The University of Edinburgh has announced a £20 million ($24.5 million) grant from the Simons Foundation in support of pioneering studies into the biological mechanisms that underpin changes in brain development associated with autism.
The Simons Initiative for the Developing Brain will be based at the university's Patrick Wild Centre for Research into Autism, Fragile X Syndrome, and Intellectual Disabilities. According to researchers at the center, the investment could lead to new treatments for people with autism spectrum disorders.
To that end, researchers will use advanced techniques to probe brain development in the presence of DNA changes known to cause autism and investigate how variations in the wiring of the brain can affect the way the brain processes information. The funds also will make it possible for brain scientists to work more closely with clinical teams that care for children and their families and will facilitate the development and testing of new therapies for autism.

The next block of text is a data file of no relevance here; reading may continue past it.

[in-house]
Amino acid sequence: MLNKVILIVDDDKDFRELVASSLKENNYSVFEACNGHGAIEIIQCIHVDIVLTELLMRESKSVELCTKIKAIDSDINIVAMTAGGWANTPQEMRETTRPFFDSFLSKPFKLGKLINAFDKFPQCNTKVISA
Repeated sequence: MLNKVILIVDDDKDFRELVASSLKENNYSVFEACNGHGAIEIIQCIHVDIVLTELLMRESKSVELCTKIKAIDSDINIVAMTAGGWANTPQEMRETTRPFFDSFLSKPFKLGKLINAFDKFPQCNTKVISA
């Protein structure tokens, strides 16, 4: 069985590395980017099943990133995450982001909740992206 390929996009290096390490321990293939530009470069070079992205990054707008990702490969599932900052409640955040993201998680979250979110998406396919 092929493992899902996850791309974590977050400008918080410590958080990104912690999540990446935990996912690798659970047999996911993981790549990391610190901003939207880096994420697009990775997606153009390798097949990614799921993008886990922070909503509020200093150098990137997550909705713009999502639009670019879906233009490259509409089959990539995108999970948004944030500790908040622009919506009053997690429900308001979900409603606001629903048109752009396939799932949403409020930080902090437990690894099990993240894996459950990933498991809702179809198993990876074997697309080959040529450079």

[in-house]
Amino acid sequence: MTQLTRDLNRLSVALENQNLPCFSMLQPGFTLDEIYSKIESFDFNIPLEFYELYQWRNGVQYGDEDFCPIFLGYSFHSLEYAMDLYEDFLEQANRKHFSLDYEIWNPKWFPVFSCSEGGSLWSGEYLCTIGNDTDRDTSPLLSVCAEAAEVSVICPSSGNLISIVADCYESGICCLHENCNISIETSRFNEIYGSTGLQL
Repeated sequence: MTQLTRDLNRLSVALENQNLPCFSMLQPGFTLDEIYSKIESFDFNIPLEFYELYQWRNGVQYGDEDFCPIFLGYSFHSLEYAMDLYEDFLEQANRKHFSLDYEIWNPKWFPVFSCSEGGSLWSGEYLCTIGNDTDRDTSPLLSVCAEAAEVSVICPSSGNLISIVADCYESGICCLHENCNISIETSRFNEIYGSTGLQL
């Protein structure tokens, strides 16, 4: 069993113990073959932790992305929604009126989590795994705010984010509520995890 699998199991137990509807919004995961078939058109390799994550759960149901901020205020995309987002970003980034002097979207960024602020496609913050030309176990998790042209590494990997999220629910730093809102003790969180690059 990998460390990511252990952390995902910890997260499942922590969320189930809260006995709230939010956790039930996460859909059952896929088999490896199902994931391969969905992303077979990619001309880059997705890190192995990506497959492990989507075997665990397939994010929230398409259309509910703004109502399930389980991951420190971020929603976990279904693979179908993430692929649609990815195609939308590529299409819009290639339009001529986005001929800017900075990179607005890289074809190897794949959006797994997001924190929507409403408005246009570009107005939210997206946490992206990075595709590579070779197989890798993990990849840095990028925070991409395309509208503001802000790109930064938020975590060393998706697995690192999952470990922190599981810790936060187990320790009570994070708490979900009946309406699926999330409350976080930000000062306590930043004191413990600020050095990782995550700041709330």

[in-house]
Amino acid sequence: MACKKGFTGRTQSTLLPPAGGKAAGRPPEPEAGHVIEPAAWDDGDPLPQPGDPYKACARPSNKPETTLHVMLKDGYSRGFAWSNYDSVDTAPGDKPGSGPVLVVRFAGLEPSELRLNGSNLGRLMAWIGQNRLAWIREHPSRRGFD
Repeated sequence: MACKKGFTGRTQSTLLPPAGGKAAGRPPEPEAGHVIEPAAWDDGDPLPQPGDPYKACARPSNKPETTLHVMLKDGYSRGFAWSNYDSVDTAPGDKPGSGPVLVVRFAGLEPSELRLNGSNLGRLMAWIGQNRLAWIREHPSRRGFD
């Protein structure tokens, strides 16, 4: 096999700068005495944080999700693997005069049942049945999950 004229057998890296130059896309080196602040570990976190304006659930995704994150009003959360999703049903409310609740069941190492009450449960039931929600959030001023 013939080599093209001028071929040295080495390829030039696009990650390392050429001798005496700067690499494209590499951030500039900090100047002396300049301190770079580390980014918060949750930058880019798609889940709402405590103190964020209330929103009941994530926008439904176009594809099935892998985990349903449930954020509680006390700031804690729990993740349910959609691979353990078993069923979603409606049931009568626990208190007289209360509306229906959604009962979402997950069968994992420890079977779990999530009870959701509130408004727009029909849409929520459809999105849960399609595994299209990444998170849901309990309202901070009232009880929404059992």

"This is an amazing opportunity to bring together a range of scientific and clinical expertise at the university with the aim of understanding how the brain develops on multiple levels, including molecular biology, neural circuitry, genetics, behavior, and cognition," said Peter Kind, the initiative’s director. "By combining these approaches, we will learn how a healthy brain matures and gain valuable insights into the developmental origins of autism. Using this knowledge, we aim to deliver new diagnostic tools, better therapeutics, and new interventions to the clinic that will address the causes and consequences of autism."